Police carried out bags of Jenkins’ belongings, including his laptop computer, Walker said.
Hope is about 100 miles (160 kilometers) from Point Roberts, Washington state, the last place Jenkins was reported to have been seen before he crossed into Canada.
“The sadness of this all is that Mr. Jenkins will not stand before an Orange County jury for his crime,” Buena Park Police Lt. Steve Holiday said at a Sunday night press conference.
Holiday said his department’s investigation would continue. The British Columbia Coroner’s Service is also investigating Jenkins’ death and police are trying to determine how he got to Hope.
After Jenkins disappeared last week, his boat was found Wednesday at a marina not far from the U.S.-Canada border south of Vancouver. Canadian authorities launched a massive border search using helicopters, ground police and dogs.
“The ring was tightening on him,” Tom Hession, chief inspector for the U.S. Marshals Service’s regional fugitive task force, said at the California news conference. “He obviously was desperate.”
Jenkins and Fiore met in Las Vegas in March and they married a few weeks later. The couple separated shortly afterward, but had reportedly reconciled.
A cell phone message left with Fiore’s mother, Lisa Lepore of Maui, Hawaii, was not immediately returned.
Friends said Fiore was a model who worked mainly in Las Vegas and Los Angeles, doing gigs such as being bodypainted at parties. She also was an aspiring actress and had a bit part in a small 2008 horror science-fiction movie, “The Abandoned,” according to the Internet Movie Database.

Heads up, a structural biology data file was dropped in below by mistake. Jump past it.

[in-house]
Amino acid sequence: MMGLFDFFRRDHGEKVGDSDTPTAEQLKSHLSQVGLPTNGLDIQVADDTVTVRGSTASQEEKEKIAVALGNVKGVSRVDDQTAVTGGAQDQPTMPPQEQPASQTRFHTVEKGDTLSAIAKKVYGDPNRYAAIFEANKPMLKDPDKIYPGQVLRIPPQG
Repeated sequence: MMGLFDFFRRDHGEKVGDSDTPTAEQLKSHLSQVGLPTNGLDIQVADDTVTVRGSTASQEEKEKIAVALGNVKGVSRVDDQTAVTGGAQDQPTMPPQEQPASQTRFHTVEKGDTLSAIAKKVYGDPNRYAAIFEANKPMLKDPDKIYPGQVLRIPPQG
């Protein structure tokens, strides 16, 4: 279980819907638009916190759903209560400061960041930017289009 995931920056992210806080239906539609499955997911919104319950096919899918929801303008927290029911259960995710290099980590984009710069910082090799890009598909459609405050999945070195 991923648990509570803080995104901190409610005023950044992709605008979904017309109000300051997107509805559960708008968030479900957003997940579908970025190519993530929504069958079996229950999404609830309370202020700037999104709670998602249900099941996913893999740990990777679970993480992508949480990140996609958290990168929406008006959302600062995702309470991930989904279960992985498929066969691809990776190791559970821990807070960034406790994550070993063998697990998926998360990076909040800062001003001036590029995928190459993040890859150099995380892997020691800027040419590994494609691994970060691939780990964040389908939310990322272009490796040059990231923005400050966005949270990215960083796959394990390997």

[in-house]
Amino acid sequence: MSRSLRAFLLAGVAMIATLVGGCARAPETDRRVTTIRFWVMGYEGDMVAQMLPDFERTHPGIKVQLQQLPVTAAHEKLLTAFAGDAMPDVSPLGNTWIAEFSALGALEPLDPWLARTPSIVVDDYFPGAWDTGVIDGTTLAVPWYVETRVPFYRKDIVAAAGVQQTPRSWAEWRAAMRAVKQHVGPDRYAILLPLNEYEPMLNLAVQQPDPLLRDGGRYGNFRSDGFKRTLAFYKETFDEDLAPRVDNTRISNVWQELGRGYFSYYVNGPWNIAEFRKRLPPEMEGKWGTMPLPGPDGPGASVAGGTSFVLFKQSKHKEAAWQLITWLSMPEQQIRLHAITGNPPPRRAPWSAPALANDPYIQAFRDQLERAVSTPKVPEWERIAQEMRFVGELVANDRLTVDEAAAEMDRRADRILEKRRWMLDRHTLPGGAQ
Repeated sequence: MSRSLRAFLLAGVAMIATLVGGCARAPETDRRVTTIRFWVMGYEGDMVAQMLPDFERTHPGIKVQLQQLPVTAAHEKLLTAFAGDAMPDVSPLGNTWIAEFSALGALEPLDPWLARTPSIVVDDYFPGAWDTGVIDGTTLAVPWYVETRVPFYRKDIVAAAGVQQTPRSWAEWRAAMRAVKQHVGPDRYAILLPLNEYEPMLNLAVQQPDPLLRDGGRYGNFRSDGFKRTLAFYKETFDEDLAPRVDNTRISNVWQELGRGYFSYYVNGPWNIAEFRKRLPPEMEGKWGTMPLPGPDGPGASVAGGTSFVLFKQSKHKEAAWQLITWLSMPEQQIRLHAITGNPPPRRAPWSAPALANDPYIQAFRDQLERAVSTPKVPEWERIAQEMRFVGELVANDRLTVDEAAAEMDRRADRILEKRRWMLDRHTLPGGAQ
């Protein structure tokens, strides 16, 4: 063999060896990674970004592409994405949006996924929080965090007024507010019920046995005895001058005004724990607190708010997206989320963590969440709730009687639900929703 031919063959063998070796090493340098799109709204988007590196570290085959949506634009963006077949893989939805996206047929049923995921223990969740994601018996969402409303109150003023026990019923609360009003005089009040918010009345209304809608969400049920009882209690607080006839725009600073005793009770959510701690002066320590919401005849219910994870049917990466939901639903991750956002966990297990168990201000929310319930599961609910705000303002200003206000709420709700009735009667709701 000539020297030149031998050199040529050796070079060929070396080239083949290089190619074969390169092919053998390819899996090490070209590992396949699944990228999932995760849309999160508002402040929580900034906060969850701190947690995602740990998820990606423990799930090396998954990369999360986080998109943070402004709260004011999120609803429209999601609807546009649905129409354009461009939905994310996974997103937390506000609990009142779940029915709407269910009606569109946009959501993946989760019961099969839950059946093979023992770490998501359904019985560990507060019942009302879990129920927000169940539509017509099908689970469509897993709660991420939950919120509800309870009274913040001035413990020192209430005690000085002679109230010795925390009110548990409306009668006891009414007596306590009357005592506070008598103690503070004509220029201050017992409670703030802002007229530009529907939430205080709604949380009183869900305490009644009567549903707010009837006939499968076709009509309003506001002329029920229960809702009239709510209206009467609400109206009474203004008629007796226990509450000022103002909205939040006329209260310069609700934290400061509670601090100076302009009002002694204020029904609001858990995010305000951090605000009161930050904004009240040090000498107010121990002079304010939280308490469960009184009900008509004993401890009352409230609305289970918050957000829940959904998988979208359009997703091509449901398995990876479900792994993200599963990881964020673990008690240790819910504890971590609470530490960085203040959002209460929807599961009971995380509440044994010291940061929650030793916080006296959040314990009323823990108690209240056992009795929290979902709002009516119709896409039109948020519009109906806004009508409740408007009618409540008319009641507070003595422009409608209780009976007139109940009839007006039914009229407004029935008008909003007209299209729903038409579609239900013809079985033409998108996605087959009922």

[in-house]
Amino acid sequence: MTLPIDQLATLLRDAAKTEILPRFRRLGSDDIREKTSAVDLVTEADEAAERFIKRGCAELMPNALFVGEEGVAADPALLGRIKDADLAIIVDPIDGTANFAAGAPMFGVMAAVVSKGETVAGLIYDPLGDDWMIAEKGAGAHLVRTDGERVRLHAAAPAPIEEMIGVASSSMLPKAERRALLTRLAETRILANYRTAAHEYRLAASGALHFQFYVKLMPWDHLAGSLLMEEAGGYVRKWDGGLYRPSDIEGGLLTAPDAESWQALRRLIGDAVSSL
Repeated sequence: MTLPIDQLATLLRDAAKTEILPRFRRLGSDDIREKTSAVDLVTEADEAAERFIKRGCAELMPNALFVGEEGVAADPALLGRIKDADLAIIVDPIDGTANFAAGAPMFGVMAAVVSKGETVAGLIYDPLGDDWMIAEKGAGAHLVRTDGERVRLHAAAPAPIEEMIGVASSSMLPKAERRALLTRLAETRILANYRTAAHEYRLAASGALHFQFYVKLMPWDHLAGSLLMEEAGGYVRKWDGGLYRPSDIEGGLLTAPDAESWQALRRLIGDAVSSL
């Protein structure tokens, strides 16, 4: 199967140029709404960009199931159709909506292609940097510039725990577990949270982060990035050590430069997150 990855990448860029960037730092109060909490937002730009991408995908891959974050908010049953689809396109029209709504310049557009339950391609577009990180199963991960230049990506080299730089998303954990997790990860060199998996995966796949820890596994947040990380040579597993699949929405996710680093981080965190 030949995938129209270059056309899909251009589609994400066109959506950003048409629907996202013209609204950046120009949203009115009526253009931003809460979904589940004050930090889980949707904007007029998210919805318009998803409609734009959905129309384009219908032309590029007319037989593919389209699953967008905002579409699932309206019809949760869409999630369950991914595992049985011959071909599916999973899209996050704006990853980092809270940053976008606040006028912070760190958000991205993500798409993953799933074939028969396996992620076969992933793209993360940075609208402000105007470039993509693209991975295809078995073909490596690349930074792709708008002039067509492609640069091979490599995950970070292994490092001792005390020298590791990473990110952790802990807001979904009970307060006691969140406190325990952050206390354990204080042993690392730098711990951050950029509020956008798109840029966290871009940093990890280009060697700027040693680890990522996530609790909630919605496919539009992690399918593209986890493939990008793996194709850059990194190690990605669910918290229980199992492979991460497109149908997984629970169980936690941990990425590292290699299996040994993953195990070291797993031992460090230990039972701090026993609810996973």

Jenkins was recently a contestant on VH1 reality show “Megan Wants a Millionaire,” in which wealthy young men tried to win over a materialistic blonde. The network canceled the show Friday.
Fiore’s mother told The Associated Press earlier this week that her daughter had the marriage annulled in May. However, there were no court records of an annulment in either Nevada, where the couple was married, or in Los Angeles County, where they most recently lived.
The two were married in a Las Vegas casino after taping for “Megan Wants a Millionaire” finished in early March, Lepore said. Court records show the date of marriage as March 18.
But in May they fought because he was jealous of her ex-boyfriends, Lepore said.
Jenkins also was a participant in an as-yet-unaired competitive reality series, “I Love Money 3.” A VH1 spokesman said no decision has been made on whether or not to run the show.
A resume posted on the professional networking site LinkedIn.com says Jenkins had a license to fly commercial airplanes and dabbled in several development enterprises.
Jenkins had been charged with allegedly hitting Fiore in the arm recently, court records showed.
In his hometown of Calgary, Jenkins was sentenced to 15 months probation in January 2007 on an unspecified assault charge.
Prosecutors said Jenkins and Fiore checked into a San Diego hotel Aug. 13, and Jenkins checked out the next morning. Fiore was never seen alive again.
Gillies reported from Toronto and Associated Press Writers Andrew Dalton in Los Angeles and Ron DePasquale in New York contributed to this report.